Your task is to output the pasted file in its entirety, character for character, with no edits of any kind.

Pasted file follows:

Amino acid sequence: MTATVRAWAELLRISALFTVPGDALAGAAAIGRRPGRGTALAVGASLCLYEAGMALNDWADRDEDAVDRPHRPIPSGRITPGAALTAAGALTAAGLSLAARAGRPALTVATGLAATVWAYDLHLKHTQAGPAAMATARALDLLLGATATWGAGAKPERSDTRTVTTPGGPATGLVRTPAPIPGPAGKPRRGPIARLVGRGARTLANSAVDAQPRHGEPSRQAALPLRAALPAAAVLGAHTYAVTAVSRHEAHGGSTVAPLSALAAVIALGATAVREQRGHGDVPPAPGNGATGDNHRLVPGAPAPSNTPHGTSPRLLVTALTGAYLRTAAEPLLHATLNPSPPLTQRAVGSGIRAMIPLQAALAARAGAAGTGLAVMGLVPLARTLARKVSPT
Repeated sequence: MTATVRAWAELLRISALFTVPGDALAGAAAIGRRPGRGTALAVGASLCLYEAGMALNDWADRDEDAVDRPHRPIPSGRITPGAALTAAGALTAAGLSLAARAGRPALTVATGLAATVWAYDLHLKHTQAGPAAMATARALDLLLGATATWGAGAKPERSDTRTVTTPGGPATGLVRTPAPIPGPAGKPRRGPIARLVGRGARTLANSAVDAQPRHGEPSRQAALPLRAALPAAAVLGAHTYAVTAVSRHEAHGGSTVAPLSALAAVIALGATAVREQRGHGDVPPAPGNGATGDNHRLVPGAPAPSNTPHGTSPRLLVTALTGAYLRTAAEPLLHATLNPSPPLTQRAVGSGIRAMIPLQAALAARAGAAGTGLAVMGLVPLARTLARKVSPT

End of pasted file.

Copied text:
Amino acid sequence: MTATVRAWAELLRISALFTVPGDALAGAAAIGRRPGRGTALAVGASLCLYEAGMALNDWADRDEDAVDRPHRPIPSGRITPGAALTAAGALTAAGLSLAARAGRPALTVATGLAATVWAYDLHLKHTQAGPAAMATARALDLLLGATATWGAGAKPERSDTRTVTTPGGPATGLVRTPAPIPGPAGKPRRGPIARLVGRGARTLANSAVDAQPRHGEPSRQAALPLRAALPAAAVLGAHTYAVTAVSRHEAHGGSTVAPLSALAAVIALGATAVREQRGHGDVPPAPGNGATGDNHRLVPGAPAPSNTPHGTSPRLLVTALTGAYLRTAAEPLLHATLNPSPPLTQRAVGSGIRAMIPLQAALAARAGAAGTGLAVMGLVPLARTLARKVSPT
Repeated sequence: MTATVRAWAELLRISALFTVPGDALAGAAAIGRRPGRGTALAVGASLCLYEAGMALNDWADRDEDAVDRPHRPIPSGRITPGAALTAAGALTAAGLSLAARAGRPALTVATGLAATVWAYDLHLKHTQAGPAAMATARALDLLLGATATWGAGAKPERSDTRTVTTPGGPATGLVRTPAPIPGPAGKPRRGPIARLVGRGARTLANSAVDAQPRHGEPSRQAALPLRAALPAAAVLGAHTYAVTAVSRHEAHGGSTVAPLSALAAVIALGATAVREQRGHGDVPPAPGNGATGDNHRLVPGAPAPSNTPHGTSPRLLVTALTGAYLRTAAEPLLHATLNPSPPLTQRAVGSGIRAMIPLQAALAARAGAAGTGLAVMGLVPLARTLARKVSPT